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Sunday, December 23, 2012

Courage = (pride + faith + fate) - fear

Turn the other cheek never made sense to me. I could get with the love and harmony and peace on Earth stuff, but never that turning the other cheek business. Like you, I had been taught a false exegesis of Matthew 5.
Matthew 5
38 Ye have heard that it hath been said, An eye for an eye, and a tooth for a tooth: 39 but I say unto you, That ye resist not evil: but whosoever shall smite thee on thy right cheek, turn to him the other also. 40 And if any man will sue thee at the law, and take away thy coat, let him have thy cloak also. 41 And whosoever shall compel thee to go a mile, go with him twain. 42 Give to him that asketh thee, and from him that would borrow of thee turn not thou away.
Jesus was giving commonsense advice to his people: Jews who'd been conquered by the Romans. He was advising them that open defiance was not the answer, but more importantly than this, he was advising them of ways to be defiant while still at the same time obeying Roman law. In those days only the right hand was used to "smite." Their left hands were only used for dealing with that messiest of businesses at the back end of the alimentary system, because of course they didn't have anything like toilet paper. To understand "turn the other cheek" you first must understand that in this culture at this time the following two things were true:

1.) Only slaves were ever backhanded.
2.) The left hand was only used for one thing...wiping.

When Jesus told his followers to turn the other cheek, he wasn't telling them to quietly submit to violence without even the hint of protest, he was telling them the exact opposite of that. He was telling them how they could silently protest the abuses of evil men. Only a slave was ever backhanded, and if someone turned their cheek the only way to hit them was with a backhand. So, turning the other cheek was a nonverbal message in those days: it was the same as saying: I'm not your slave. It was defiance. Jesus wasn't teaching his followers submission; he was teaching them defiance. When you understand the culture and the lack of sanitary facilities, you'll understand that turning the other cheek was never meant by Jesus the way they teach it to everyone now. Jesus intended turning the other cheek to be the quintessence of defiance!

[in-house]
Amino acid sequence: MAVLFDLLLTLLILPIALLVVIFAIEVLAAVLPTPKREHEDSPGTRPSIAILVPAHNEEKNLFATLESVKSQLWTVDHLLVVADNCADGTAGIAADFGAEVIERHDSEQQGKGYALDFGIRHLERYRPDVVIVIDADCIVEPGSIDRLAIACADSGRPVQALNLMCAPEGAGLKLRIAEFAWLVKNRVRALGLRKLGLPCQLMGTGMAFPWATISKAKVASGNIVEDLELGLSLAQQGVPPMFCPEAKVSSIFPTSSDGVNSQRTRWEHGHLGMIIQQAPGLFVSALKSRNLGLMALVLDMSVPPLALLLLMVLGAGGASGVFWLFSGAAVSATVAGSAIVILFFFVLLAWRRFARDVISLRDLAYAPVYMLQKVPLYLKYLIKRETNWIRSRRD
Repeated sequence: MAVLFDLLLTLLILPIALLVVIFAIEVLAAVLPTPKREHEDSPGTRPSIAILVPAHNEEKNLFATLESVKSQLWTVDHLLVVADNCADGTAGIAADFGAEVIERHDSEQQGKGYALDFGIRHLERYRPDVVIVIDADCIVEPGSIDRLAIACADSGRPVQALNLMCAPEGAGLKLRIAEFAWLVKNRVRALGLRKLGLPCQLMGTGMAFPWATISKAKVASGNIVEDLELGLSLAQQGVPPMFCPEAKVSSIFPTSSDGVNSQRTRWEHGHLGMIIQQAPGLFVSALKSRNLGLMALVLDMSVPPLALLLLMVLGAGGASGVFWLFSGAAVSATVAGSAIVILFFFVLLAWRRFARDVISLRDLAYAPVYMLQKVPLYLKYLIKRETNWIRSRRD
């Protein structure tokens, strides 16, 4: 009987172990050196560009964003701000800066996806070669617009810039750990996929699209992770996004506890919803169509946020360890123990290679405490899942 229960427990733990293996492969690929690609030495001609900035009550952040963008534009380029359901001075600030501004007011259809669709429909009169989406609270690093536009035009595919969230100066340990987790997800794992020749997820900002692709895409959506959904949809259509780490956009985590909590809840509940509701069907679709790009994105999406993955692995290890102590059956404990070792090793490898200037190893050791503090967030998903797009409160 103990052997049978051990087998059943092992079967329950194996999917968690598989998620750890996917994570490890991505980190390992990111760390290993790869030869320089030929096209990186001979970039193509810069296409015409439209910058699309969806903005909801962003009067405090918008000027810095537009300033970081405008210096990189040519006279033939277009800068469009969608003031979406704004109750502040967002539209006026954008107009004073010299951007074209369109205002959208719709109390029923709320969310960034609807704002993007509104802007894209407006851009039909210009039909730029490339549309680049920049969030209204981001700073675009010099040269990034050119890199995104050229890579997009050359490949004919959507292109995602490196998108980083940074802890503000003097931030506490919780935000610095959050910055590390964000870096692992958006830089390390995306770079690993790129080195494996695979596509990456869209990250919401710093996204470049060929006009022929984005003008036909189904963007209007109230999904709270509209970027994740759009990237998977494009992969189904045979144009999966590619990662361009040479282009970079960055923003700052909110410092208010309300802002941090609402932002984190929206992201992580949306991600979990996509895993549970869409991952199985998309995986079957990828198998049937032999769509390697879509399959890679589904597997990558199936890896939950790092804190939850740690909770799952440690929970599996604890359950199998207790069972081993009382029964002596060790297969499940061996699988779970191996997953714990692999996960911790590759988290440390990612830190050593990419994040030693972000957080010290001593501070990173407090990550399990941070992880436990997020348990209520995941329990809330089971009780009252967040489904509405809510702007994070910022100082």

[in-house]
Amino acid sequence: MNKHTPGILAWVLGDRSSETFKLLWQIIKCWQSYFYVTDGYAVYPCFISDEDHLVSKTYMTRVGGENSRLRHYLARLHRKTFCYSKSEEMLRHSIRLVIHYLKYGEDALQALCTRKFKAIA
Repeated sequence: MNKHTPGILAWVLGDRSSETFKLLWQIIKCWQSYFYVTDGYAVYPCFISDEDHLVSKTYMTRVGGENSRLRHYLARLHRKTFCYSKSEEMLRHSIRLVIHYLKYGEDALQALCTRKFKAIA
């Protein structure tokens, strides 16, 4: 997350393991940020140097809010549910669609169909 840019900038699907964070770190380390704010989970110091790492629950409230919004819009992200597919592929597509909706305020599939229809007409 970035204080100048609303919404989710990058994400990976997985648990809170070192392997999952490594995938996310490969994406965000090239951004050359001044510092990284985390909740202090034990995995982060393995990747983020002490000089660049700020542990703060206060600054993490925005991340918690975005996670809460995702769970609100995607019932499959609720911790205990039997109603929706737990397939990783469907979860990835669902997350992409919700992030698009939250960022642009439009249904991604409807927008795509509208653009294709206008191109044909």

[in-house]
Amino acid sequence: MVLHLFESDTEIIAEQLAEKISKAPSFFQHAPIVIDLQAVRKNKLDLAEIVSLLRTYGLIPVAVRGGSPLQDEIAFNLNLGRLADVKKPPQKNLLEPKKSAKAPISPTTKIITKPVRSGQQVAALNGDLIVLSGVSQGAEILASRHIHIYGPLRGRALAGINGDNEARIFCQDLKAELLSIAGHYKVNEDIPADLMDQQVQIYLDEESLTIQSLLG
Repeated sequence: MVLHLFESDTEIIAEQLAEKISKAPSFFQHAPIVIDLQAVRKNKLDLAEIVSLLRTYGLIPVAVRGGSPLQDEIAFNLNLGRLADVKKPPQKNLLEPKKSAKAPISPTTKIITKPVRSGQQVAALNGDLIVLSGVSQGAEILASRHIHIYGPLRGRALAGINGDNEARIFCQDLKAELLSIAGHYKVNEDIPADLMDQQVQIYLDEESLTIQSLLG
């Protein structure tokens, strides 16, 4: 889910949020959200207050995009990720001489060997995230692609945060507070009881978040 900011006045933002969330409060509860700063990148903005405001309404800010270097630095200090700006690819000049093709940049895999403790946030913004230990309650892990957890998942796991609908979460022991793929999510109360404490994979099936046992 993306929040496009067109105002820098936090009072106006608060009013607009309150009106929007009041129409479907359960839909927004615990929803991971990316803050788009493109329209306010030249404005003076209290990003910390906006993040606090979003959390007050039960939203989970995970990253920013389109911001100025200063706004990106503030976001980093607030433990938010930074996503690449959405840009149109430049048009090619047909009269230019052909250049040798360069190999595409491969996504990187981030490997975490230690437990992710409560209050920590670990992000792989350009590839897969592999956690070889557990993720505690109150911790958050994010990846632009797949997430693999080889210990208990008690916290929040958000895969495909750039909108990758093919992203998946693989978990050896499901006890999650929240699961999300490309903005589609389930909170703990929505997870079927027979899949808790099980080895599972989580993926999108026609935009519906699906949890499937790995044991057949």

Learning that fact was a milestone for me. The Christian belief system ingrained in my childhood and dismissed as a young adult was suddenly and miraculously both turned on its head and at the same time displayed in a totally different light. Jesus wasn't saying to his followers—to me—submit to evil men, he was telling his followers to fight back in the only way that a conquered people can fight back, by silently protesting, by mocking evil men without cracking a smile, by making sweeping gestures that were sheer hyperbole, that were so farcical by their very nature, that they could only be taken as mockery.

The Romans, in those territories they controlled, laid down oppressive laws which were designed to keep a conquered people from rising up, and further, to aid the Roman legionnaires in their bid to make further conquests. When a roman soldier walked down a road with his pack on his back, if he saw a man out farming or mending a fence or doing any of the things that peasants and countryfolk do every day, that soldier could, by law, require that peasant to take up the soldier's pack and carry it for a full mile. This law allowed the Roman legionnaires to arrive at the site of an impending battle without being completely fatigued. Jesus told his followers to carry that pack two miles. Why? Because doing something like that was an extravagant mocking protest. It was a way of telling that legionnaire that Jews were not slaves, but free men.

Defiance, truth to power, standing up for something, these require two things which every person has to some degree or another, they require courage and pride. It was the lack of those two things in every sermon I heard that finally drove me away. In actuality, pride and courage are almost two sides of the same coin. You can't have much of one without some of the other. Our pride gives us courage and our courage gives us pride, you see? It was this turning the other cheek and walking the extra mile business that just never fit, never made sense to me. A man with the courage to be eaten by lions must by definition have pride beyond comprehension. Now, finally, I understand why someone with both the courage and the pride necessary to be eaten by lions would turn the other cheek.

Finally, between pride and courage there is a buffer, which—depending on the outcome—is called wisdom or folly. When an eighteen-year-old graduates from high school and signs up for the Unites States Marines, a lot of people would say that he's a courageous American doing what Americans have done since time immemorial. Others—including his mother—would probably say he's a deluded fool. They wouldn't give him credit for courageousness, no he's not courageous; he's just an idiot. But of course mother and soldier-son are both right and they're both wrong. There's a certain folly inherent in any courageous act. If everything works out the way you hope it will, you're a hero, otherwise, well you're an idiot. Jumping down into the lion cage to rescue the toddler is going to land you on the front-page or the obituary page. So finally, the last quotient in this odd emotional equation reveals itself: luck or fate.

If all these emotional and cultural concepts could be distilled down into an equation it might look like this:
Courage = (pride + faith + fate) - fear.

First I found faith; then I lost it, before I finally regained it. What a long strange trip it's been! The equation finally balances and finally, at last, I get it. God Bless us, every one!

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